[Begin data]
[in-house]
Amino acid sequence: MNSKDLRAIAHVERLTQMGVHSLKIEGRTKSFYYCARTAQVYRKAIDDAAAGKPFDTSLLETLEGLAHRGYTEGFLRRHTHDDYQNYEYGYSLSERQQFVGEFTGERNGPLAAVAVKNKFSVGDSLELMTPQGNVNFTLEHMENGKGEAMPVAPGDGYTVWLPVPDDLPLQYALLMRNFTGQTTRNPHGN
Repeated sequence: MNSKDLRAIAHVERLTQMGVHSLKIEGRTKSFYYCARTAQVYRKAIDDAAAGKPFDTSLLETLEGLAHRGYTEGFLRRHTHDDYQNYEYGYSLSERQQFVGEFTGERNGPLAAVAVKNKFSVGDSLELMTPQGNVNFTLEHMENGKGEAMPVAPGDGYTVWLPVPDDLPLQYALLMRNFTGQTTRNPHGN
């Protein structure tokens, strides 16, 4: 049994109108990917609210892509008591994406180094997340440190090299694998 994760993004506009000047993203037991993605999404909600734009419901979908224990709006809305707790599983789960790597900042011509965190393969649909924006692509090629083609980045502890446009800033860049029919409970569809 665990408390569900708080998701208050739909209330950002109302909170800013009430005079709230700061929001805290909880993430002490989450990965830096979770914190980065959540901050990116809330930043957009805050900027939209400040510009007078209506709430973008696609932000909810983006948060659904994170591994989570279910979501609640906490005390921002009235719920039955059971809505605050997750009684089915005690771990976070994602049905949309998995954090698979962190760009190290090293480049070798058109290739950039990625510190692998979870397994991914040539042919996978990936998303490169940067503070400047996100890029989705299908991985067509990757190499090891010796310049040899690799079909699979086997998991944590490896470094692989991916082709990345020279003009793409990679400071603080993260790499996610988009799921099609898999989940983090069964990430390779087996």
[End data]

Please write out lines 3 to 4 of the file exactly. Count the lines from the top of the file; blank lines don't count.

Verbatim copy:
Repeated sequence: MNSKDLRAIAHVERLTQMGVHSLKIEGRTKSFYYCARTAQVYRKAIDDAAAGKPFDTSLLETLEGLAHRGYTEGFLRRHTHDDYQNYEYGYSLSERQQFVGEFTGERNGPLAAVAVKNKFSVGDSLELMTPQGNVNFTLEHMENGKGEAMPVAPGDGYTVWLPVPDDLPLQYALLMRNFTGQTTRNPHGN
């Protein structure tokens, strides 16, 4: 049994109108990917609210892509008591994406180094997340440190090299694998 994760993004506009000047993203037991993605999404909600734009419901979908224990709006809305707790599983789960790597900042011509965190393969649909924006692509090629083609980045502890446009800033860049029919409970569809 665990408390569900708080998701208050739909209330950002109302909170800013009430005079709230700061929001805290909880993430002490989450990965830096979770914190980065959540901050990116809330930043957009805050900027939209400040510009007078209506709430973008696609932000909810983006948060659904994170591994989570279910979501609640906490005390921002009235719920039955059971809505605050997750009684089915005690771990976070994602049905949309998995954090698979962190760009190290090293480049070798058109290739950039990625510190692998979870397994991914040539042919996978990936998303490169940067503070400047996100890029989705299908991985067509990757190499090891010796310049040899690799079909699979086997998991944590490896470094692989991916082709990345020279003009793409990679400071603080993260790499996610988009799921099609898999989940983090069964990430390779087996």